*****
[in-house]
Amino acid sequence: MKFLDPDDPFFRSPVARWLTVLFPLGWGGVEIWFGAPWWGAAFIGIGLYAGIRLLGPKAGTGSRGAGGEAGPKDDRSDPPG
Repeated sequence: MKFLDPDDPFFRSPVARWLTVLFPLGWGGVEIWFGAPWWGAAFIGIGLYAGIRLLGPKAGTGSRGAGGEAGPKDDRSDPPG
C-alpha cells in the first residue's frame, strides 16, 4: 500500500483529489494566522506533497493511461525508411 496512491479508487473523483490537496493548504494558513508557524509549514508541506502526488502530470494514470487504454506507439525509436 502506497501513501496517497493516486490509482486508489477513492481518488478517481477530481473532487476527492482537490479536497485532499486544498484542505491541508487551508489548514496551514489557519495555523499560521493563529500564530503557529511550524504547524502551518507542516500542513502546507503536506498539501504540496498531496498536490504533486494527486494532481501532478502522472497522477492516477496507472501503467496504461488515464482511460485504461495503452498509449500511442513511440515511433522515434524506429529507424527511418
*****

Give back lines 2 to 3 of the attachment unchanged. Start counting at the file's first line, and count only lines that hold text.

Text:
Amino acid sequence: MKFLDPDDPFFRSPVARWLTVLFPLGWGGVEIWFGAPWWGAAFIGIGLYAGIRLLGPKAGTGSRGAGGEAGPKDDRSDPPG
Repeated sequence: MKFLDPDDPFFRSPVARWLTVLFPLGWGGVEIWFGAPWWGAAFIGIGLYAGIRLLGPKAGTGSRGAGGEAGPKDDRSDPPG